Redwood glee as Right regroups

Tory leadership: Howard and Lilley trail in last as first ballot of 164 MPs puts Hague in pole position to beat Clarke
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The Independent Online
It was a surreal scene on the green outside the Palace of Westminster yesterday as the Redwood camp danced with delight at beating Michael How- ard and Peter Lilley for third place, while their hero did his fourth television interview.

Julian Brazier kissed Angela Browning. "I cannot stop smiling in a rather inane way," said another member of the camp.

"It suits you," said another Redwood supporter.

David Wilshire, the acting chief whip of the Redwood party, said their leader had been in touch with Mr Howard and Mr Lilley to offer them places in his campaign team.

Adding to the air of unreality, Michael Portillo's fan club was strolling around the green in sombreros. A four-piece guitar group strummed Mexican love songs to the man who missed out on the leadership contest because he lost his seat at the election.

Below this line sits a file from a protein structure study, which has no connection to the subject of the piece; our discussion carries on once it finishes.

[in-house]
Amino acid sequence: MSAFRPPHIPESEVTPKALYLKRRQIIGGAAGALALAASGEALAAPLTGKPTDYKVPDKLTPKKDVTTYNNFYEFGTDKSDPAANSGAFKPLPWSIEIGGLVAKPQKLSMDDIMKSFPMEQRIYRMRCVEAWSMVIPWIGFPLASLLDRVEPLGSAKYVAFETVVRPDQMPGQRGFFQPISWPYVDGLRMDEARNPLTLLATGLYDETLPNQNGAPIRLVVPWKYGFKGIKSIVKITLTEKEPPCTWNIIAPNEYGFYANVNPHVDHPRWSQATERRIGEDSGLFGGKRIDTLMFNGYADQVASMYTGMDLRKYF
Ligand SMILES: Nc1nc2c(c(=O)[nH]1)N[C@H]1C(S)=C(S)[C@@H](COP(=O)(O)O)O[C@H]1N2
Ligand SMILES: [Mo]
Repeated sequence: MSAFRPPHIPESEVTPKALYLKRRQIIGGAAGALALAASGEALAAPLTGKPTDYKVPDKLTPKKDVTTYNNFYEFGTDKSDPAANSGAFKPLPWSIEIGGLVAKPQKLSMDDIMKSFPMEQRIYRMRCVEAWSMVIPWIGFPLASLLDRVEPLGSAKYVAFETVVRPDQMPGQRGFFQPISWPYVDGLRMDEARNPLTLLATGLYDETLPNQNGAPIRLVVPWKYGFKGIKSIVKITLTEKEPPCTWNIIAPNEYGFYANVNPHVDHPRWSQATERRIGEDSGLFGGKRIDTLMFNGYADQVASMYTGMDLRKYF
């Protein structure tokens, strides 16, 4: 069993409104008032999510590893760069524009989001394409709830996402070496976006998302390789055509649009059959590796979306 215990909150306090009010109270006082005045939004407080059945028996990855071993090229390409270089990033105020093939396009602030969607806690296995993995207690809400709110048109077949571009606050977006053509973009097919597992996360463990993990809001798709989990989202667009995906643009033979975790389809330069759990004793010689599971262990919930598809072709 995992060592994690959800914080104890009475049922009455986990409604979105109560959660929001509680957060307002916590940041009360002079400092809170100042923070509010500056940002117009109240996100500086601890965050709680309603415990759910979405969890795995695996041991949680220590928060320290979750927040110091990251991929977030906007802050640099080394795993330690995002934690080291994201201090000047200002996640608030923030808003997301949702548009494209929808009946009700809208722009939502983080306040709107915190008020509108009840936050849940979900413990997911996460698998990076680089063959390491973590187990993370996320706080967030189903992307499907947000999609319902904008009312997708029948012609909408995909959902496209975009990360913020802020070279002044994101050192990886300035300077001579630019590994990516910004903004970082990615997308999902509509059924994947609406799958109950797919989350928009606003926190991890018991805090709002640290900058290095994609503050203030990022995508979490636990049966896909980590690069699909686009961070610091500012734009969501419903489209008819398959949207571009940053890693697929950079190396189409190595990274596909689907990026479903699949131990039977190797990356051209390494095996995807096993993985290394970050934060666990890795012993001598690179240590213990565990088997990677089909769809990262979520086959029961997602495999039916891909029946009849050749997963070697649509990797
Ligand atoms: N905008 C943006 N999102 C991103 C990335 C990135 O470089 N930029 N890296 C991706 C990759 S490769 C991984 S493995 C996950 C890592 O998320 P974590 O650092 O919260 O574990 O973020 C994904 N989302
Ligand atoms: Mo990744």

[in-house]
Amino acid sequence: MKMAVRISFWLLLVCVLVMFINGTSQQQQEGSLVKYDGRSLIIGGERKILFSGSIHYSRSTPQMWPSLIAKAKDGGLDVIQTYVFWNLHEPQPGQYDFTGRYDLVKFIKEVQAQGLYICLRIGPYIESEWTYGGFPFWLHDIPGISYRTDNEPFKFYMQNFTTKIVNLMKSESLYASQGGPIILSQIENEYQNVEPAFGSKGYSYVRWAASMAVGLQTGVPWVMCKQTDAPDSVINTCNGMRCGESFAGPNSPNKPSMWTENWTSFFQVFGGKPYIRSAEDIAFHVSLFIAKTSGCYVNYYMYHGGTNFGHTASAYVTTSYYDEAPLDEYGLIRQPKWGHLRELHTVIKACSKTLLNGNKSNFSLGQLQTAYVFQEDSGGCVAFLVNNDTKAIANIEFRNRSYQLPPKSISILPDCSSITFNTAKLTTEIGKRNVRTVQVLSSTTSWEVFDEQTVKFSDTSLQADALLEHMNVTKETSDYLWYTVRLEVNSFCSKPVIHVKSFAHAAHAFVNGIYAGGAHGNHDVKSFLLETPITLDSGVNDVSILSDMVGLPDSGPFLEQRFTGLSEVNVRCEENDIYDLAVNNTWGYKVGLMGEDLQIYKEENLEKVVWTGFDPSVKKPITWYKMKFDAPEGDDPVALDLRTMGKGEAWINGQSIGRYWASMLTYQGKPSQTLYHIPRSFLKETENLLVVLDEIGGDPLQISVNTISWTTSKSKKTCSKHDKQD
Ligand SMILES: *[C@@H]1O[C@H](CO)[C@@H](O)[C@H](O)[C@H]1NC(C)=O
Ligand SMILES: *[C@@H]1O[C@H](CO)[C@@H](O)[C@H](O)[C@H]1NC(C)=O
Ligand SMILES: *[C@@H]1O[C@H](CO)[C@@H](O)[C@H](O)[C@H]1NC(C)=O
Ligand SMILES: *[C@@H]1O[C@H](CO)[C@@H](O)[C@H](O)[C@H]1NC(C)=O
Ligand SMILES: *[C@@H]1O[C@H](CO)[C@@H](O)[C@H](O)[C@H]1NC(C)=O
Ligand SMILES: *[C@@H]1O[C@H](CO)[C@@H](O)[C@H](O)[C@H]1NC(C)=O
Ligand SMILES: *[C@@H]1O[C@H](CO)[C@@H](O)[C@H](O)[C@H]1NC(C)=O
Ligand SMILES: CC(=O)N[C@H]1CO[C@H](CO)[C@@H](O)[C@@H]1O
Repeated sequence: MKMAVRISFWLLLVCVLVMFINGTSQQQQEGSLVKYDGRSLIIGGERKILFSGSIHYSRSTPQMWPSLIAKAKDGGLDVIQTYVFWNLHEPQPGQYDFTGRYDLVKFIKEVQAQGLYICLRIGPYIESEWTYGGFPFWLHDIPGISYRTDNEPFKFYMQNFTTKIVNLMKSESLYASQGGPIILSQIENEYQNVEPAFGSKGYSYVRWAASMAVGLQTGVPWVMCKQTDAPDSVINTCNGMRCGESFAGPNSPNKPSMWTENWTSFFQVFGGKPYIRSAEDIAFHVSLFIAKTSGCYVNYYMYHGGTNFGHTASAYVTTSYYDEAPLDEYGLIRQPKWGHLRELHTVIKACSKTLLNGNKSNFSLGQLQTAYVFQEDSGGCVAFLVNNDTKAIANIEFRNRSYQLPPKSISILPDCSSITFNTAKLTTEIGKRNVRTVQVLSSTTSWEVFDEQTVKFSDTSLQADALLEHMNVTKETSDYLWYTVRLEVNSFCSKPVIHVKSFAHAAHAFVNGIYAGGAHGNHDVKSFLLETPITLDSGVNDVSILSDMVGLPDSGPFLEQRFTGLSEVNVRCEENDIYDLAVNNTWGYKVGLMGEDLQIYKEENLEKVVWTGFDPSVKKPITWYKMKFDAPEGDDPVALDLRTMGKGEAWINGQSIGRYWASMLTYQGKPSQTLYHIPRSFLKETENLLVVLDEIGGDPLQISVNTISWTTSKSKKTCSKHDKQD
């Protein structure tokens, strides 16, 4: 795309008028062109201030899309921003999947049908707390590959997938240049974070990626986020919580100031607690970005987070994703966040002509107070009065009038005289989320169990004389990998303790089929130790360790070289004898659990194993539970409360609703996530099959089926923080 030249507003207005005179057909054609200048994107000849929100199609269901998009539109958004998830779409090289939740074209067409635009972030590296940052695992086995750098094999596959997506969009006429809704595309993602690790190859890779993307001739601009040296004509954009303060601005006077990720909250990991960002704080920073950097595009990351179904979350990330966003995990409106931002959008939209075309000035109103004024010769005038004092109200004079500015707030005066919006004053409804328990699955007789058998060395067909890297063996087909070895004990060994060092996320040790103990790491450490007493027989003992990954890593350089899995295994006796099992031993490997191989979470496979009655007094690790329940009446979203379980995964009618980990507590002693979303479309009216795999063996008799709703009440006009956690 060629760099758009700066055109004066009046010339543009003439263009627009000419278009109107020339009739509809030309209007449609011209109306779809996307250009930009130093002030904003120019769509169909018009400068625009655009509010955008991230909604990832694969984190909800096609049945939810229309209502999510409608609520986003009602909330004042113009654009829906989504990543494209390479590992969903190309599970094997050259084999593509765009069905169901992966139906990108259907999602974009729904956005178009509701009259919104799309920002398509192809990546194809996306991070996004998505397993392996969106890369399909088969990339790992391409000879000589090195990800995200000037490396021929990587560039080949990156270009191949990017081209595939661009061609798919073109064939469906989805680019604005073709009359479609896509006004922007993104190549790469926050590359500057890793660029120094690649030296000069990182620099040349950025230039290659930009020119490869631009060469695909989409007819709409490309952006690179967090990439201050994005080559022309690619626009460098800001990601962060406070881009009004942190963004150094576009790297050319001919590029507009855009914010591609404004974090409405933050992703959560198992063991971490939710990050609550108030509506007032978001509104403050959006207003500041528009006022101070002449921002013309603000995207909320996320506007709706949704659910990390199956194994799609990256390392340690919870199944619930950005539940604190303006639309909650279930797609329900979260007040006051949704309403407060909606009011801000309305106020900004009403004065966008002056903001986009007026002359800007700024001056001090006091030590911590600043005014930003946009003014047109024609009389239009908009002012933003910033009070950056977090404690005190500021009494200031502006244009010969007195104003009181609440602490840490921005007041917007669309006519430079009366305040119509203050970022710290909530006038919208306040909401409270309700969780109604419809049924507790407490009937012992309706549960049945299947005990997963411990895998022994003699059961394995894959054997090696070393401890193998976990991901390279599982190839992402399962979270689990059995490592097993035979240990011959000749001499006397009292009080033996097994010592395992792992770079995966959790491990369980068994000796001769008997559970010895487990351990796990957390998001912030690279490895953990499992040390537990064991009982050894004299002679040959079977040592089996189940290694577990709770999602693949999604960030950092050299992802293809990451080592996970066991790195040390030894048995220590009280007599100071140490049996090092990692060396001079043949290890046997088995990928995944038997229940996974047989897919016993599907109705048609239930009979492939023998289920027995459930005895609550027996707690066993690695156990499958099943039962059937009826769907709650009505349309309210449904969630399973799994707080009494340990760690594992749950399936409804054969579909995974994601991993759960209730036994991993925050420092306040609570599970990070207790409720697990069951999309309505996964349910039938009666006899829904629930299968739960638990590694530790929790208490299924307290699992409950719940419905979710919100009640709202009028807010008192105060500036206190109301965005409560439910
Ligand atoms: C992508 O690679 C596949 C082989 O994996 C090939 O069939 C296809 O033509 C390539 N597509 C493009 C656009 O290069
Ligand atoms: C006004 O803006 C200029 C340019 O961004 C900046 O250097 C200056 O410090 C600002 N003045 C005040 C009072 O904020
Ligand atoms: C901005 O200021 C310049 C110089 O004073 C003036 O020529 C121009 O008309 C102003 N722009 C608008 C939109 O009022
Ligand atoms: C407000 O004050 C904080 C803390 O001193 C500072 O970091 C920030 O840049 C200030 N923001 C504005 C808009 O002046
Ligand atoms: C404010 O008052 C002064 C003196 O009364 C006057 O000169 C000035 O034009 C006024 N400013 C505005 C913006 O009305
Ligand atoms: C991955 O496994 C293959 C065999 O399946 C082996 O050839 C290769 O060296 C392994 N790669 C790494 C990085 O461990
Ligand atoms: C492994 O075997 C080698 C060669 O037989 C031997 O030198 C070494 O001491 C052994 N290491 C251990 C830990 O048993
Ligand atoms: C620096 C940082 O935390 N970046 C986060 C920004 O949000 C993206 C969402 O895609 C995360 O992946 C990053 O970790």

John Redwood appeared to be the only man at Westminster who was not surprised by the result. "Why did nobody believe me?" he said, his arms wide open.

In the background, Michael Heseltine looked thunderstruck as he prepared for another interview. Lord Archer, a Lilley supporter, said: "All I said was there would be one big surprise. I wasn't expecting that one."

The Howard and Lilley supporters, confused and downcast by the results, scattered to the corners of the Commons to discuss what they could do to rescue something from the wreck- age of their campaigns.

One former minister said: "They can't assume our votes are going to transfer to Redwood. I voted with my head for Howard. I'm going to vote with my heart in the second ballot, and vote for Clarke."

The result was announced by Archie Hamilton, chairman of the 1922 Committee, to Conservative backbench MPs in the committee room at 5.19 pm."Kenneth Clarke 49; William Hague 41; Michael Howard 23; Peter Lilley 24; John Redwood 27. As no candidate has received the required number of votes, there will be a second ballot on 17 June"

The counting had been quicker than the last time, when John Major won, because there were only 164 ballot papers to be counted. Mr Major voted by proxy after the death of his mother-in-law.

His audience was stunned. They raced out bemused by what they had just heard ..."I suppose it means more parties," said one former senior whip.

One senior Tory MP said that he had been persuading all his friends to vote Redwood in order to "screw" the Europhiles in the belief that the Left would win.

"We will take to the hills and fight a guerrilla war," he said. "It's a council of despair."

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